I have since improved thanks to vitamin D and N-acetyl-csteine and went back onto gluten for a month for a coeliac blood test, should have been 6 weeks really. My test was negative. During that time the symptoms didn’t recur but as I fear it may have been causing inflammation that would eventually cause damage I am again gluten free. It is more expensive and it’s tricky to eat prepared to food unless you are used to reading labels. I find travelling very difficult.

    When gluten is unavoidable I take Peptizyde enzymes (Brits can get them here to reduce the damage. There are other enzymes but these are available in the UK.

    Of all the interventions I have tried this was one of the best. I know others have gained nothing from it but everyone should first have the coeliac blood test, then give it a try for a month.

    • cort
      Aug 31 - 9:06 am

      Thanks Tatt, I think alot of people fit into your category – staying away from gluten helps and is not the answer but they’re very grateful for that 5 or 10 or 20% increase is wellness.

      Some doctors liken ME/CFS to leaking lifeboat; I can’t imagine with all the food and other sensitivities that gluten sensitivity isn’t one of the leaks in many peoples lifeboats.

      I don’t find being gluten free difficult at all at home; during travel – you’re right – its a real bear :)

      • Niki Gratrix
        Aug 31 - 10:01 am

        Hi Tatt, and others who have pointed out they went gluten free and got some improvement, and to others who may have gone gluten free and not improved at all, there’s some very important information coming up in part 2 of this series of articles about the fact that it is known many diagnosed cases of Celiac don’t improve on a gluten-free diet. It’s likely due to ongoing unhealed leaky gut and a self-perpetuating cascade of inflammation which has been triggered and which must be halted, so being gluten free is necessary – but probably not enough for significant improvement in some. Watch this space for part 2 and 3 where we’ll cover this.

      • tatt
        Sep 20 - 1:38 am

        been away on holiday or I would have commented before – for me gluten free was not 5-10% improvement but more like 50% within a month and 90% over time. I thought I’d completely solved my problems and just needed to recover from the deconditioning. Sadly it wasn’t true but you see why I’m keen for people to at least try. And it doesn’t have to be too socially limiting as a standard meat and potato meal is fine if you don’t add gravy. In Britain there are even a few places where you can get gluten free pizzas and more restaurants include GF options all the time. I do encourage the trend by posting on the Facebook pages of places that don’t.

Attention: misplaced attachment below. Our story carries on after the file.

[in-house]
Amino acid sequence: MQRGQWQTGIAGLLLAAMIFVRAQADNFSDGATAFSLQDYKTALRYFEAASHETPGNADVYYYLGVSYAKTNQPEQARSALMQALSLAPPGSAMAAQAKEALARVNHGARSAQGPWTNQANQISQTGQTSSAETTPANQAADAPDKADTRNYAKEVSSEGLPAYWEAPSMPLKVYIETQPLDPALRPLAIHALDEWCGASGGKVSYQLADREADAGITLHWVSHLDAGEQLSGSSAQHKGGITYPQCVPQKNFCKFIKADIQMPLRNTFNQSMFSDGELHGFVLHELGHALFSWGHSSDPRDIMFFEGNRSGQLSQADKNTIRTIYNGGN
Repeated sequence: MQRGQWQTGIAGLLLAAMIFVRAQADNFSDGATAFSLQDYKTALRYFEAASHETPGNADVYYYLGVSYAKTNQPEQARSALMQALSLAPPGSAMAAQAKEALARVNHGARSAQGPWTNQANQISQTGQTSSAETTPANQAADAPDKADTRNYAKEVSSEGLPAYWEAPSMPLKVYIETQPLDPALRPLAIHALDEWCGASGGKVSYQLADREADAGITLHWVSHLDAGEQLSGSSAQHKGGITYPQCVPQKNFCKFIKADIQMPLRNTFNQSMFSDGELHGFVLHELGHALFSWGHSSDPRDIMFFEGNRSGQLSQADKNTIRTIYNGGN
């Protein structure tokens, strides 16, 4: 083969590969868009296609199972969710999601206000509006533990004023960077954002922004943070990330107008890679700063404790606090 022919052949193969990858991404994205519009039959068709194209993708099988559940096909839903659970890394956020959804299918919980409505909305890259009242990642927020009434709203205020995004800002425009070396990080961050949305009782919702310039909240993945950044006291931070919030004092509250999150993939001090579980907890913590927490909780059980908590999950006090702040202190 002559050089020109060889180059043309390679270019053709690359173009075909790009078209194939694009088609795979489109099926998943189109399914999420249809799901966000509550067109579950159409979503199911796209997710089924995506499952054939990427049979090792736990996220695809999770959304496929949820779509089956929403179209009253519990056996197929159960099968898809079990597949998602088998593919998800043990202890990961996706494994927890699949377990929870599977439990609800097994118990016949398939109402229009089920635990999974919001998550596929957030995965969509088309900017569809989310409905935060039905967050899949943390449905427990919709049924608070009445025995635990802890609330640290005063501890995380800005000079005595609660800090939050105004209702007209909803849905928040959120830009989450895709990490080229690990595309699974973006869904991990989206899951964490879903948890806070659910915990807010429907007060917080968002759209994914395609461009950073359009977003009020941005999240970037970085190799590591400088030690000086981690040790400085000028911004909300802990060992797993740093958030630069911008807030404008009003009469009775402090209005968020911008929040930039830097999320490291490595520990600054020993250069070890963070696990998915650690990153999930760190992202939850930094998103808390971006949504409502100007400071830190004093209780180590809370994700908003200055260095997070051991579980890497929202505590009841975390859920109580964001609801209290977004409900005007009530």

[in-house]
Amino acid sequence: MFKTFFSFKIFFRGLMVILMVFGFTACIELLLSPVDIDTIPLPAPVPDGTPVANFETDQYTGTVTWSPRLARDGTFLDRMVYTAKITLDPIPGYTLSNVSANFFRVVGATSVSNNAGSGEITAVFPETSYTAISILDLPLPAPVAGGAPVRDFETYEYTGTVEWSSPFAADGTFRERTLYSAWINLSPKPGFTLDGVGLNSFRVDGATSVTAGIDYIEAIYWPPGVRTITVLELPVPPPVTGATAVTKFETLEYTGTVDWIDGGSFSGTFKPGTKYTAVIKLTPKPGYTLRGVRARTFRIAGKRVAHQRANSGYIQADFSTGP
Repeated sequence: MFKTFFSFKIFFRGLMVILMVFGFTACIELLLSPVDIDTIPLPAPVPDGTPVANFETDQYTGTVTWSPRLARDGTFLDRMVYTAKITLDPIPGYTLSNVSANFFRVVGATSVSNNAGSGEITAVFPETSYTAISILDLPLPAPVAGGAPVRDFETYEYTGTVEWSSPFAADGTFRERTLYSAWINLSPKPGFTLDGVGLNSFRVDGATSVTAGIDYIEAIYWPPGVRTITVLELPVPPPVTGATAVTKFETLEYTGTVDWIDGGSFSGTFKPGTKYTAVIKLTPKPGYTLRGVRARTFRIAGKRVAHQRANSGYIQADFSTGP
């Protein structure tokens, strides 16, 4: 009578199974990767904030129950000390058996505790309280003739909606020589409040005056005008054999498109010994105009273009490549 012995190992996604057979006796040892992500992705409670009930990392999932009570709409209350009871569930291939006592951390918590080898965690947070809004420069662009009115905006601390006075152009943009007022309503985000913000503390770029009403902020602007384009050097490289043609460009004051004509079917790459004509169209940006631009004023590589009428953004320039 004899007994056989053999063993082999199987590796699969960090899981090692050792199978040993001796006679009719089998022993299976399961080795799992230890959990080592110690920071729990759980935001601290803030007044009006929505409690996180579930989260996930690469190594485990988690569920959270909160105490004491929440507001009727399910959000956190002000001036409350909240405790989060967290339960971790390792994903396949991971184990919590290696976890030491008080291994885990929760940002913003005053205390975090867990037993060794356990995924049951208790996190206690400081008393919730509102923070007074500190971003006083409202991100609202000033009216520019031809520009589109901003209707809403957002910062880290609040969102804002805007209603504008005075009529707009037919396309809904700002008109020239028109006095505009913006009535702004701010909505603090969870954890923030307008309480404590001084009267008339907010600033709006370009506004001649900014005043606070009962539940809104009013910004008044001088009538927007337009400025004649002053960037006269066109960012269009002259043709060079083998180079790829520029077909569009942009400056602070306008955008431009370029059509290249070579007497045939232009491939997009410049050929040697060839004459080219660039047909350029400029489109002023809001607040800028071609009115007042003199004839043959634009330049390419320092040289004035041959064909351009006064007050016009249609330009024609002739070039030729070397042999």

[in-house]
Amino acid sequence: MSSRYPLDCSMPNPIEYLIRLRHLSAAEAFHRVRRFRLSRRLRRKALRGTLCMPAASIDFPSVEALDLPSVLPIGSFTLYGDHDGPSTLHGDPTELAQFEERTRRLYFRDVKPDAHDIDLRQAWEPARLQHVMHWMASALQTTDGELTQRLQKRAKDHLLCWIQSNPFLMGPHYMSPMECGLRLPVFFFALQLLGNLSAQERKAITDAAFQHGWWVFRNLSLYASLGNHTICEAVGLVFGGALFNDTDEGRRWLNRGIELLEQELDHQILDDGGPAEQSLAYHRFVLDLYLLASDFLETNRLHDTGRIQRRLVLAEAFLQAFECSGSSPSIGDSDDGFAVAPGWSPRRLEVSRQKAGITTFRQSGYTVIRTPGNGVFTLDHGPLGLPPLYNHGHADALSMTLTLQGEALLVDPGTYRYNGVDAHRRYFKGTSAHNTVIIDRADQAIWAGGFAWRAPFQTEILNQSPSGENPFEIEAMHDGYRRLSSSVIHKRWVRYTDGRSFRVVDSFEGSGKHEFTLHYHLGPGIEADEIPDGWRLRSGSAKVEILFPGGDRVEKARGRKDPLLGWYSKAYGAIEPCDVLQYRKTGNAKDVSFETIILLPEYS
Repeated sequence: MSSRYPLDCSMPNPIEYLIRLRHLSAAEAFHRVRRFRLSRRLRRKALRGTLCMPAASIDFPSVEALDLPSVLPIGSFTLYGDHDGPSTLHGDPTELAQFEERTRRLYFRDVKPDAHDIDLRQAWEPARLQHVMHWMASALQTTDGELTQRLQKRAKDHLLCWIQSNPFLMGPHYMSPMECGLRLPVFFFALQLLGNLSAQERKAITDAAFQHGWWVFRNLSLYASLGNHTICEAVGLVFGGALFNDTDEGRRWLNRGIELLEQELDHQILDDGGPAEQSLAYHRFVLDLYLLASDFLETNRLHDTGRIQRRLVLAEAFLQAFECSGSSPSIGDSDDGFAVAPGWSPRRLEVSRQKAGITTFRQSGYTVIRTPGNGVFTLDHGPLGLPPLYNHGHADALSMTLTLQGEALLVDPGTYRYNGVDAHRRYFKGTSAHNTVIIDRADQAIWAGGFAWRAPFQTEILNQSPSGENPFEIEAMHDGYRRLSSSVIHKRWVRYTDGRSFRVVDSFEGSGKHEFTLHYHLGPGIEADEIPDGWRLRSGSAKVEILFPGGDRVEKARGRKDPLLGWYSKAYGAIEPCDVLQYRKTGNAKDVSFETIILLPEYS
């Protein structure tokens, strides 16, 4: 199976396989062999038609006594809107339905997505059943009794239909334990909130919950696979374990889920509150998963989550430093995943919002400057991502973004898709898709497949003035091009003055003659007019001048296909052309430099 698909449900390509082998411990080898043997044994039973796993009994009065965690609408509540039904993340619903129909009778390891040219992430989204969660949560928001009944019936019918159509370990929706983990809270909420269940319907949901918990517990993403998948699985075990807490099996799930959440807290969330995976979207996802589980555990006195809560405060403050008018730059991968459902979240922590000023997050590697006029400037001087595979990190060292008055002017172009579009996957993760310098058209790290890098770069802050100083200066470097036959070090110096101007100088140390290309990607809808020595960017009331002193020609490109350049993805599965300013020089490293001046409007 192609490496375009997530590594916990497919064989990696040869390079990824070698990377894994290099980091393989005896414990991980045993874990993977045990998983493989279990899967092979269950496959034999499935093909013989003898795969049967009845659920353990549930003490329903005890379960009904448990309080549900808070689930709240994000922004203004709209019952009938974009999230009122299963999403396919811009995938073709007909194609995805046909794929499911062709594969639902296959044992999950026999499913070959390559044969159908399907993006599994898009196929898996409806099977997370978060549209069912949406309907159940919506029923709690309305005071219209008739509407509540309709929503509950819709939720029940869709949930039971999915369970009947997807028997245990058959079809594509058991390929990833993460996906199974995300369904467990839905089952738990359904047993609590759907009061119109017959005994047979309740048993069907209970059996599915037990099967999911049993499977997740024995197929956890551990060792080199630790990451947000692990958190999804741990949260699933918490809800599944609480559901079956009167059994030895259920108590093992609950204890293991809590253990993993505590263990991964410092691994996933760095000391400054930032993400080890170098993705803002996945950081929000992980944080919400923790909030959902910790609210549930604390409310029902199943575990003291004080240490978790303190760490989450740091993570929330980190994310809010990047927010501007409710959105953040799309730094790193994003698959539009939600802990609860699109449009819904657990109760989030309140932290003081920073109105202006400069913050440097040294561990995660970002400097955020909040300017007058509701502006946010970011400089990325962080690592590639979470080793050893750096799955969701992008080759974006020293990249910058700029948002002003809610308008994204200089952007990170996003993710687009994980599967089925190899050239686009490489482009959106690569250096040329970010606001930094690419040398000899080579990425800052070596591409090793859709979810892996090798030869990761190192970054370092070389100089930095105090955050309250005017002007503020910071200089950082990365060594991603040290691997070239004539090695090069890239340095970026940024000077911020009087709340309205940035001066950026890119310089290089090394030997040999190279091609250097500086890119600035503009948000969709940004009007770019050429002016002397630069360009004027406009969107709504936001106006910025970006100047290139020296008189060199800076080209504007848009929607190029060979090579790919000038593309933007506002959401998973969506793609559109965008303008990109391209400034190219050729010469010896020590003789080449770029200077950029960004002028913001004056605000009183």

6. Valerie
    Aug 31 - 8:56 am

    Hi everyone,

    I have had ME/CFS since 1990, but was not diagnosed with silent celiac disease until 2005. 15 years of unfound autoimmunity.

    I believe my celiac disease was triggered during the birth of my child. If genetically susceptible, it can be triggered by anything at any time. It could have also been triggered during a gut flu I had prior.

    Anyway, it was not found early enough and then I caught the flu which turned into ME. I believe that my gut was damaged at that point already by celiac disease, allowing the infection to invade gut to brain very easily (I have enterovirus diagnosed by Chia). Unfortunately the gluten and dairy free diet has not helped many symptoms at all and the healing is as silent as the active illness was even 7 years later.

    Everyone missed the diagnosis (and I had some good docs) because I did not have typical gut or deficiency symptoms so that is where the silent came in. My two sisters were also then diagnosed celiac. They both are in excellent health (unlike me) with no GI symptoms. So we are a family with silent active celiac disease. Weirdly, none of us feel better off the gluten and I am the only one due to ME to do the diet as strictly as required. My gut biopsy showed pretty healed within two years but not M.E. I was very disappointed.

    Gluten free labelling of foods is also interesting. One has to remember there is a tolerance of about 20 ppm on foods even if labelled gluten free and many times there is more than that in there. It is tough to keep cross-contamination away even in my home, (my husband eats gluten); never mind in packaged foods or at restaurants. It is socially isolating which is not what an ME person needs. ie: No one has invited us for dinner because of it except my parents. Everyone is afraid to cook for me.

    There are gene studies available that you can order to see if you are a candidate for it, and also a self-blood test from a pharmacy.